Thursday, February 28, 2008

Writing Fiction and Nonfiction

Posted by Lynne Griffin

Next month--March 24th to be precise--I will be teaching my first writing class at Grub Street. I've been teaching at the graduate level for years, such things as techniques of counseling, group dynamics, effective teaching, curriculum design and writing for publication. But never writing to writers.

I can't wait.

In every writing class I've taken, the instructor uses the equivalent of an icebreaker, in the form of a writing exercise. While I don't mind them in class, I'm not one to use them personally to limber up my synapses or to work out my writer's block. Like sharing work in a writing class, I think their use can be risky. Beginning writers may feel intimidated. Advanced writers annoyed with what could be perceived as a time waster.

So I've decided, and I'd love your opinion on this, to start my workshop off respecting something everybody has and most people like to share. Opinions.

Each time the writers' group meets, before and after we critique pages, we discuss the subtleties of the writing process, and the complexities of the marketplace. Our individual and collective experiences are a tangle of thoughts, feelings, and actions that together shape our personal opinions.

Imagine sitting around a table, in a setting that inspires. With ground rules for respecting everyone's opinion established, and expectations that everyone who'd like to share can share, we'll challenge our thinking.

Here are just a few of the opinions I want to discuss with my students. Feel free to weigh in.

  1. Excellent writers know exactly how they work and why their process is effective.
  2. Writing nonfiction and fiction are two completely different experiences; they can't be compared.
  3. A writer limits the likelihood of success if he or she divides time between writing fiction and nonfiction.
  4. Agents don't represent writers who choose to write in a different genre once signed for another.
  5. For the writer with a multifaceted writing identity, the marketplace won't know how to market the writer.
So what do you think? For these and other questions I'll pose, there are no right or wrong answers. Only opinion--formed through the personal experiences of the students. I hope getting a discussion going on what could be perceived as controversial topics will spice up my workshop. Feel free to toss more questions my way or offer your thoughts on the ones listed above. I'll report back after I run the class. Wish me good luck.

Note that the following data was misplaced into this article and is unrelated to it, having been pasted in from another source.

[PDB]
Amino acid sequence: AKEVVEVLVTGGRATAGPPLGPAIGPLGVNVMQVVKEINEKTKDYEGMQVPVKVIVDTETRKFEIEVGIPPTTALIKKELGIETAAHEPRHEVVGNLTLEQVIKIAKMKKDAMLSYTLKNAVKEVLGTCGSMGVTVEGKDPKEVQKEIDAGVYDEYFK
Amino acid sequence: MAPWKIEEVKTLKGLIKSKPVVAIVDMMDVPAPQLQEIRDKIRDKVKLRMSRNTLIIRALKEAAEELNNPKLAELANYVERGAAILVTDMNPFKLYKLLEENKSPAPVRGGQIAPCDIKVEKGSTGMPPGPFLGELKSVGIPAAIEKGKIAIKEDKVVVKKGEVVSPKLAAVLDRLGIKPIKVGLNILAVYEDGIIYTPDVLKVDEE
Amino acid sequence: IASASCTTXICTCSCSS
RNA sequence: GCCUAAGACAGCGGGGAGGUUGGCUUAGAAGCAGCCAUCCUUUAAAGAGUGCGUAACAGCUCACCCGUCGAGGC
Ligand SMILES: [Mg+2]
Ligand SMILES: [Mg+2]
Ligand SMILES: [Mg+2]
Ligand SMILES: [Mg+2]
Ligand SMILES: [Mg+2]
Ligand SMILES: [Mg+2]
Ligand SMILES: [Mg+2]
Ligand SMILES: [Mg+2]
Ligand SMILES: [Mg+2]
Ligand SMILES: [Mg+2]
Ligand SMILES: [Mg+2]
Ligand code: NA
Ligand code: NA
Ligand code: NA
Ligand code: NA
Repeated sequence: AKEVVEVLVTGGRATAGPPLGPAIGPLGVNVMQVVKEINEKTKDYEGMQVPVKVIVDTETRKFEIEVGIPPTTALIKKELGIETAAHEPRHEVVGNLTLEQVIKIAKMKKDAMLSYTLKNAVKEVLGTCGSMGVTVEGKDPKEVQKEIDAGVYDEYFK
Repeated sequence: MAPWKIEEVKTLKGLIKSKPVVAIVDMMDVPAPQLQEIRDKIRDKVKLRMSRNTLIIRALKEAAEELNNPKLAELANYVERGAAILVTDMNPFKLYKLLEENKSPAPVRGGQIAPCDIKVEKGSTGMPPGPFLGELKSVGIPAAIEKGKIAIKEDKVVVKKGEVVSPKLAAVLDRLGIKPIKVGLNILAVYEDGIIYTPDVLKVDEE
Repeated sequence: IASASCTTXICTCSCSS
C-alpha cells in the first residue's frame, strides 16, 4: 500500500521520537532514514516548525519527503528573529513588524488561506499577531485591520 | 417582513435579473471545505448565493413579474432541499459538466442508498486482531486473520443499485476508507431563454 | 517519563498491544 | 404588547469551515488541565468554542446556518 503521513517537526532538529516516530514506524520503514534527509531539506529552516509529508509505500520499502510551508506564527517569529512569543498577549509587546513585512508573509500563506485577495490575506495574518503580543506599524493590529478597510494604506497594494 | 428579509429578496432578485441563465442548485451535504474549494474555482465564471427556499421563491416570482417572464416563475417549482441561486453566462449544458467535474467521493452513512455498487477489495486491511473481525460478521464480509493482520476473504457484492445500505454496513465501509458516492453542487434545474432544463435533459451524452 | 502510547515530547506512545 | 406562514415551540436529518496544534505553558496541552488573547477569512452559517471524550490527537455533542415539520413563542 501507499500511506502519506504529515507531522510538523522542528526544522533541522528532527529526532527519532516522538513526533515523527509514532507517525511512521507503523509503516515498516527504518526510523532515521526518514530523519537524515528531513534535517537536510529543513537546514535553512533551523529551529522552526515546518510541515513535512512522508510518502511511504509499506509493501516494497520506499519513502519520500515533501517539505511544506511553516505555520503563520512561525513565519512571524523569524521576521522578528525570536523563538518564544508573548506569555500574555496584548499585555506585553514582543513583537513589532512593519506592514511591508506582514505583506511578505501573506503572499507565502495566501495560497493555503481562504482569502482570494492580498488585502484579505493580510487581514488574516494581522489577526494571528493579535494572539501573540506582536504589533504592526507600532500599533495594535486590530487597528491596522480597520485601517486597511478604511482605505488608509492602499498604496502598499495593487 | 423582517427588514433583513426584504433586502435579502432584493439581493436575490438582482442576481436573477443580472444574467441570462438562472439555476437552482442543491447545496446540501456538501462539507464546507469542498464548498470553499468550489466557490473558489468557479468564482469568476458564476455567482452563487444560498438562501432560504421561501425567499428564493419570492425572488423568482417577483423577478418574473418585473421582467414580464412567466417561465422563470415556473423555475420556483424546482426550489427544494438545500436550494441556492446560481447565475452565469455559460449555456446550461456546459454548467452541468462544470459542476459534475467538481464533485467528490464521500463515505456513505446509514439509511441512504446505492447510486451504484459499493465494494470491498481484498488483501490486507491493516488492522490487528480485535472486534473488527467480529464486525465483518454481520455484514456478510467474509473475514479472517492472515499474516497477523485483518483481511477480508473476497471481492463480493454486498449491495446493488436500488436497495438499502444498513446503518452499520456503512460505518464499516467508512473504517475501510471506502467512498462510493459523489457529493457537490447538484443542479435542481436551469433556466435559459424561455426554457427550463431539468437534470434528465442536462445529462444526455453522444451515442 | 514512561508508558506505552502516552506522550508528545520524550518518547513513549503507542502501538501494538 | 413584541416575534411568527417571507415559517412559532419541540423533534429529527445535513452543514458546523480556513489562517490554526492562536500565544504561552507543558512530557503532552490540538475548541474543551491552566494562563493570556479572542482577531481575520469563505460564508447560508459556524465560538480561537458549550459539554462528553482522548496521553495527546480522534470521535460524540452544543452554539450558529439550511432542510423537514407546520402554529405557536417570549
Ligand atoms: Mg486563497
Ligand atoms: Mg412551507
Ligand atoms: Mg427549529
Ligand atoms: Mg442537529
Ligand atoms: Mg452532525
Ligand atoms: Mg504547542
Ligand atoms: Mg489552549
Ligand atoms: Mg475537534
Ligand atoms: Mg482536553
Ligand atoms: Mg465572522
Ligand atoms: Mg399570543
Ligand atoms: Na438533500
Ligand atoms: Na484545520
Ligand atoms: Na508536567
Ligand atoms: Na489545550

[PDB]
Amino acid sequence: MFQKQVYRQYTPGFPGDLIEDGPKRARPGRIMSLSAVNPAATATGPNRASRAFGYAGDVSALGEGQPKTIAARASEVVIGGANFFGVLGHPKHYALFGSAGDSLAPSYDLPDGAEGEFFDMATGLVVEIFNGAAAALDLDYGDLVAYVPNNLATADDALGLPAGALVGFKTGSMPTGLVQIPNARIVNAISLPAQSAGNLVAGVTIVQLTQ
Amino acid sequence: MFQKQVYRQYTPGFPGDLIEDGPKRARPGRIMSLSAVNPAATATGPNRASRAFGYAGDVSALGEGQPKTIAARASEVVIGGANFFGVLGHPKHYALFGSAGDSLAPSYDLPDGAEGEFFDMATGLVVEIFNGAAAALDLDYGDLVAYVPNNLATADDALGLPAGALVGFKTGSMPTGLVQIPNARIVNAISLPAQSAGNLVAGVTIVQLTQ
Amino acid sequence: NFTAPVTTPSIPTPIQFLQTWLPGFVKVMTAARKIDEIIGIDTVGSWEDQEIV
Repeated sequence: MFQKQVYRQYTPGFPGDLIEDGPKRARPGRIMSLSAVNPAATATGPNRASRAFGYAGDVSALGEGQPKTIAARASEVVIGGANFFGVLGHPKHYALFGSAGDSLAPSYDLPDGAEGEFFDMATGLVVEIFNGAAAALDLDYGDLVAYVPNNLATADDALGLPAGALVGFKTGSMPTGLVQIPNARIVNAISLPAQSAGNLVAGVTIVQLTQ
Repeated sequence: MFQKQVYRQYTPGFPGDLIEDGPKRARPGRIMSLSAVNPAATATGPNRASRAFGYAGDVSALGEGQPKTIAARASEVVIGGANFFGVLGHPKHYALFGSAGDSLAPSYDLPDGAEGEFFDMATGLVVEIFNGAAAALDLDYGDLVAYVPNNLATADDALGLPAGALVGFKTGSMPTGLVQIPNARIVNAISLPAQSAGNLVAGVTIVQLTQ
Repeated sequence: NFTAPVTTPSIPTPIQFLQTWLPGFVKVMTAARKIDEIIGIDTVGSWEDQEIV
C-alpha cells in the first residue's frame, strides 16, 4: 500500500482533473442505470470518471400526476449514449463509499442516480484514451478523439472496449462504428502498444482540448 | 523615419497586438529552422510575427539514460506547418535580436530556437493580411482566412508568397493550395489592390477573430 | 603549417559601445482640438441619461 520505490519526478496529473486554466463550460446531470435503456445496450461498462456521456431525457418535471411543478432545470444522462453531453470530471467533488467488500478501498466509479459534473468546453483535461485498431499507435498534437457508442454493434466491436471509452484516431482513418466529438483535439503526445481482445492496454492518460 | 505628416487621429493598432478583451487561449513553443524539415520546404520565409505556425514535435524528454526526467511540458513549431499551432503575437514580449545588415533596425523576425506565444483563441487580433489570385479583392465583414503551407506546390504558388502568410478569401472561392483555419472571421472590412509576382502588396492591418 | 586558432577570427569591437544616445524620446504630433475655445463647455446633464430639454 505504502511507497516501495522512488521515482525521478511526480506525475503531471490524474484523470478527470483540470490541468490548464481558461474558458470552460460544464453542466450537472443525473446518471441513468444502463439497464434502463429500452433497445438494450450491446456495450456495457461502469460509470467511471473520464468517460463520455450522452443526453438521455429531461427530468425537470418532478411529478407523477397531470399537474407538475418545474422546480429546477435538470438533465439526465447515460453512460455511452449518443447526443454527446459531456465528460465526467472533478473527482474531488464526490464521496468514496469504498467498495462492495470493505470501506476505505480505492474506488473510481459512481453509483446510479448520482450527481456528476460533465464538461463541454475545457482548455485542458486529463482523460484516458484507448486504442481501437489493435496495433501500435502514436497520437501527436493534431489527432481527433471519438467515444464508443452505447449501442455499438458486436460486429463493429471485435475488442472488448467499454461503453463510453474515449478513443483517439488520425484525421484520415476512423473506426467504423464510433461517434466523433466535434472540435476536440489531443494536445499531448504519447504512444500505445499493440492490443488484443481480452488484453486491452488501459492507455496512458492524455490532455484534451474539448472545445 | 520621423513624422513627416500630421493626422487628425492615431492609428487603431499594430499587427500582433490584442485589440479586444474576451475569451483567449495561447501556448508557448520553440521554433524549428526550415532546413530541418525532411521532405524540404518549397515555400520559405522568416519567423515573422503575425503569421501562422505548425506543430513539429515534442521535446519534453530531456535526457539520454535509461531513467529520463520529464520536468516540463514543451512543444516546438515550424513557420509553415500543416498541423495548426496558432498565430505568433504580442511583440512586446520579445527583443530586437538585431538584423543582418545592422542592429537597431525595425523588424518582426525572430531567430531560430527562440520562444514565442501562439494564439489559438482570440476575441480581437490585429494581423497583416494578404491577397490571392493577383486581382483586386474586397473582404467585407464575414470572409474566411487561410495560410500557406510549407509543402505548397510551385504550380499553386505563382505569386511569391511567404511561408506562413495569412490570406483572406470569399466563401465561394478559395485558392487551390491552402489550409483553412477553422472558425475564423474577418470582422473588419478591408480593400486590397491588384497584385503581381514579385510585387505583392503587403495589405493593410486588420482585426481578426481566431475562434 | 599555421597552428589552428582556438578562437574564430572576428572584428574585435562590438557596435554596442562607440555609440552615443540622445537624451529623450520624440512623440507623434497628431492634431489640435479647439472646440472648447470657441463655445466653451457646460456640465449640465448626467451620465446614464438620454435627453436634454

5 comments:

Hallie said...

Interesting and provocative statements... comments on two...

"Writing nonfiction and fiction are two completely different experiences; they can't be compared." Actually I think they can be compared and the comparison is useful. JUST FOR EXAMPLE, in lots of kinds of nonfiction writing, 'narrative voice' doesn't really factor in, and yet it's just about THE most important thing in making fiction work. Another observation: adverbs and adjectives are the essence of "telling" instead of "showing" in fiction, and generally best kept to a miinimum. In (certain kinds of) nonfiction, adverbs and adjectives are really useful in communicating complex ideas with a minimum of words.

And: "A writer limits the likelihood of success if he or she divides time between writing fiction and nonfiction." This is simply not true. And something else...nonfiction is MUCH EASIER TO SELL than fiction. Easier to publicize, too. Having said that, it is VERY difficult to make the leap from publishing genre fiction to publishing "literary" fiction. Lots of authors change their names in order to break through that particular glass wall.

Agents don't represent writers who choose to write in a different genre once signed for another.

Hallie said...

Oops...meant to add that my agent represents both my fiction and my nonfiction. Not all do.
Hallie

Anonymous said...

Having made the progression from non-fiction to fiction to creative non fiction, I'd say that the boundaries today are blurring more than ever, so that there is more flexibility for writers to mix up their genres without penalty, as long as the work itself has merit.

The Writers' Group said...

Hallie,

I couldn't agree more with your points, especially since I write nonfiction and fiction. As for agents, I too have the same one for both.

Your comments validate my idea to use this conversation as a jumping off point for my workshop. Thanks for weighing in!

Anonymous,
I'm with you--it's all about the merit of the work. Boundaries are a wonderful thing, in say, parenting. But boundaries were made to be pushed when it comes to living a literary life!

Lynne

Sustenance Scout said...

What a great comment, Lynne, about pushing those boundaries every which way as a writer of whatever one chooses. The writers in your workshops are going to get a lot out of these discussions alone; what a great introduction to what really matters as one leads a literary life. K.